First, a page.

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News Section: Schools and Education



School Board Hears Options on Troubled Rogers Garden Elementary School

Citizens lobby to stay the course

Published Tuesday, February 26, 2013 9:00 am

BRADENTON – At Monday's meeting, the Manatee County School Board was given an update on the status of the troubled Rogers Garden Elementary School. The board heard from citizens who encouraged them to resist closing the nearly brand-new school, despite the poor performance grades it has received from the Florida Department of Education the past two school years. 

 

Opened in 2009, Rogers Garden is ranked among the 100 worst-performing elementary schools in the state, and received an "F" grade for the 2009-2010 school year and a "D" grade for 2011-2012. The school has a high number of minority students, many of whom come from poverty-stricken homes. Rogers Garden has strugged with low enrollment and has had difficulty recruting students from more affluent backgrounds, partly due to its performance grades. It also suffered a mini public-image crisis when an investigation into a derogatory comment posted by a teacher about a student on Facebook was made public.

 

A presentation on the school's status and the options available under the regulations of the state's education system was given at Monday's meeting by Dr. Pamela Craig, Regional Executive Director of the Florida Department of Education.  

 

Dr. Craig explained that since the school recently moved from an "F" to a "D" school, it is actually ranked a "triple D" school, which means it is tilting on the verge of needing a "Turnaround Option," which would go into effect if Rogers did not raise its performance grade for the current school year.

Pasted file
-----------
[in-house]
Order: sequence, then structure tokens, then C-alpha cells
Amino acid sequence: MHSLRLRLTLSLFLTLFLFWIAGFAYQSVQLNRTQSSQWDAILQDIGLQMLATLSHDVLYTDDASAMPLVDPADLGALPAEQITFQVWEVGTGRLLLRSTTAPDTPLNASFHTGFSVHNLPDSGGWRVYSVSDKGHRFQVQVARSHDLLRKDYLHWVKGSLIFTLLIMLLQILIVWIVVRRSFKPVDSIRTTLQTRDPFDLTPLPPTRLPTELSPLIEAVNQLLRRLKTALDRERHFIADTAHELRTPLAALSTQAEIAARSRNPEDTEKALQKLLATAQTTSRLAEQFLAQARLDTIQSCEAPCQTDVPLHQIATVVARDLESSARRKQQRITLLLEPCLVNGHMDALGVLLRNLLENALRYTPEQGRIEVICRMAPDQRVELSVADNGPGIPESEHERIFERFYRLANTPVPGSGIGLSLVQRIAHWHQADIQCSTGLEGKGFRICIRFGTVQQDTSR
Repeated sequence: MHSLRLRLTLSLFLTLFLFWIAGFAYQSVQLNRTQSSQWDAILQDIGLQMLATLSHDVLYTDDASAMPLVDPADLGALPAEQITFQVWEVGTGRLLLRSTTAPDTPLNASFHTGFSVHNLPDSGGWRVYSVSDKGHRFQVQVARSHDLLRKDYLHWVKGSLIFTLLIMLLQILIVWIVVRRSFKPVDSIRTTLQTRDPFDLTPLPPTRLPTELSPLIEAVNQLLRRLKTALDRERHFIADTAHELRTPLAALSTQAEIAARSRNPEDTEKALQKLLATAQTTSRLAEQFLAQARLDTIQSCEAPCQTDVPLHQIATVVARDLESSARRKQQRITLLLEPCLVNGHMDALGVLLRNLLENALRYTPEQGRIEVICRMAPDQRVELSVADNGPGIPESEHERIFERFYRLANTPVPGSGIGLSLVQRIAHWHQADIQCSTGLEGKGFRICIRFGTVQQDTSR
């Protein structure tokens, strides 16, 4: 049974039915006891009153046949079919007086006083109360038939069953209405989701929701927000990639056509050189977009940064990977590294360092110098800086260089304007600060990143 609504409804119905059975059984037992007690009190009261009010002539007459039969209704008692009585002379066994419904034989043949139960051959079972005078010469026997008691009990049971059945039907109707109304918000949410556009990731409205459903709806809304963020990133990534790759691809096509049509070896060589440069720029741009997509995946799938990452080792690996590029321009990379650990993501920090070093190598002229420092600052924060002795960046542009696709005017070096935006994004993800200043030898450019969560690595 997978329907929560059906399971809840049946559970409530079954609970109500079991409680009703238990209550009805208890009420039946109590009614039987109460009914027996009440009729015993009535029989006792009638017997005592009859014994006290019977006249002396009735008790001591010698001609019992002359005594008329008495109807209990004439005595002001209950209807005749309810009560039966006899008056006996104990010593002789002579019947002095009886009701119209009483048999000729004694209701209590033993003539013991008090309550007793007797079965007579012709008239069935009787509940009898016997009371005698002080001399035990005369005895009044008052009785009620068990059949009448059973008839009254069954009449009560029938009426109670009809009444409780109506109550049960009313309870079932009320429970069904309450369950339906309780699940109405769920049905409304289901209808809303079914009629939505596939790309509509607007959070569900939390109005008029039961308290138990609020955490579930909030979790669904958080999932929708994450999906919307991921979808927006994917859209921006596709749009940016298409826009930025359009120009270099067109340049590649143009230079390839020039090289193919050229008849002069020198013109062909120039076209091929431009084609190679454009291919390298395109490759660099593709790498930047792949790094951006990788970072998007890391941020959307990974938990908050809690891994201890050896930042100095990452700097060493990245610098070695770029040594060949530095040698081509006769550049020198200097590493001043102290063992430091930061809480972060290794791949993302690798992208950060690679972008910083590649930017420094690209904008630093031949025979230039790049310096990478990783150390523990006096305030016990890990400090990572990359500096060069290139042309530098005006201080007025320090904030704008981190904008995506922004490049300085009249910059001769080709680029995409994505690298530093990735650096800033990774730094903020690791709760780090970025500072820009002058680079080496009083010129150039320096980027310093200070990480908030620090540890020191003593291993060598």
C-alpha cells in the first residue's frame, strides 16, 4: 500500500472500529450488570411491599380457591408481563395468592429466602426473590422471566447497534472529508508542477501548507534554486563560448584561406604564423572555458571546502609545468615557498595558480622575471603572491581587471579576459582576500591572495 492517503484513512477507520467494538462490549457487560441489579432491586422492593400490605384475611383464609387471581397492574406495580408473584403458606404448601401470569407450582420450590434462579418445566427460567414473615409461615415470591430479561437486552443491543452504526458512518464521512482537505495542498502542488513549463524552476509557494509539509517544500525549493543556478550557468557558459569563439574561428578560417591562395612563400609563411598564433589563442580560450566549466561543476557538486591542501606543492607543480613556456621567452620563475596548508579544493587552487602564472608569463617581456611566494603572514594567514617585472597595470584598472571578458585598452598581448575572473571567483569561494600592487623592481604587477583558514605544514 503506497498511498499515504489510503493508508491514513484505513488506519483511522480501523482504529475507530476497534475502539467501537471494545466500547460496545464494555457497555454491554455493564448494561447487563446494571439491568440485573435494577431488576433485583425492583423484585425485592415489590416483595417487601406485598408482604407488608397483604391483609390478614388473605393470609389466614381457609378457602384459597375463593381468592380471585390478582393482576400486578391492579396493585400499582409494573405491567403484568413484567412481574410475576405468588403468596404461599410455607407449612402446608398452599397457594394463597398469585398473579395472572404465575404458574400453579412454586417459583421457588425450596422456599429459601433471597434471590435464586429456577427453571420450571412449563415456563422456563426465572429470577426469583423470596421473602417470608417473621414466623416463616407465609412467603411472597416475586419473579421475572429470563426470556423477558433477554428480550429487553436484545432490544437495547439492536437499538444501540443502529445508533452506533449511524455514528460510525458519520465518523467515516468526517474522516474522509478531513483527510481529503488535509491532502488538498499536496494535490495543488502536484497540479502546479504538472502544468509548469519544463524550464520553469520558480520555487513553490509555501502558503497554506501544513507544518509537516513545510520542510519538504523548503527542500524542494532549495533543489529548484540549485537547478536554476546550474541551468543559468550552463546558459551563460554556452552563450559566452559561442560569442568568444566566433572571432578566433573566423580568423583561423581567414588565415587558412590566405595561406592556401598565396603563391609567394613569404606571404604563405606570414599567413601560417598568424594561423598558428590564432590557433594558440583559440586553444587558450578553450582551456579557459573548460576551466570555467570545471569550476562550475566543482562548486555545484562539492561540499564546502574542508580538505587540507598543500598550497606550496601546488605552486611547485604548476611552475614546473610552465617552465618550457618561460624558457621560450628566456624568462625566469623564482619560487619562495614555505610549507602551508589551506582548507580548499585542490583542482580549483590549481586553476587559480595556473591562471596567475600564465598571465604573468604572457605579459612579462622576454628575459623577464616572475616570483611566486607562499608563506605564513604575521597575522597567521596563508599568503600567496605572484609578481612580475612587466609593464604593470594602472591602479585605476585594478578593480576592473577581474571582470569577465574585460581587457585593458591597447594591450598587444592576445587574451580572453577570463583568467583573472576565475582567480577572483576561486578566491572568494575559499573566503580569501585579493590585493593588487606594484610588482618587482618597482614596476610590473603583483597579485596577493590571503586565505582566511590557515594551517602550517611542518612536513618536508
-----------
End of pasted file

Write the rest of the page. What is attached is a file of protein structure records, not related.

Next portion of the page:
If such is the case, one of five Turnaround Option plans would go into effect: (1) reassigning students to another school and monitoring their progress; (2) converting the school to a district-managed turnaround school; (3) close and reopen as a charter or multiple charters; (4) contract with an outside entity to operate the school; or a hybrid option, which Dr. Craig said would entail a very structured plan on how the district would change instruction at the school in order to ensure students success.

 

In Novermber, the board identified converting Rogers to a district-managed turnaround school as its preferred option, which Dr. Craig called the least invasive of the five options. However, the board still has time to change its mind due a new supertintendent taking charge in March. 

 

"But you need to be working toward (your current plan) in the meantime, because what we do know is that you can't wait for school grades to come out at the end of June, and then expect to implement an entire structural change for a school by August 1st," said Dr. Craig, who added that all plans require significant changes in administrative and instructional staffing.

 

A host of citizens came forward during public comments to address their concerns about the school, with many calling on the board to stay on course with the proposed option, instead of choosing an option that would close the school as it currently exists.

 

"It's unacceptable to close this school out," one concerned citizen said, adding that he felt the board had not done enough to notify the community of its plans for the school, and that a community meeting was needed to address that issue. 

 

Longtime school board watchdog Linda Schaich also commented on the issue, taking the position that the school ought to be closed due to its low enrollment and the high amount of funding it receives from the district.

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I think if you look at the transcript of the meeting, Linda pointed out the economics of this poor performing school but also and more importantly offered a possible solution to keep it open for the community. Very different than closing it
Posted by Michael Becks on February 27, 2013
 

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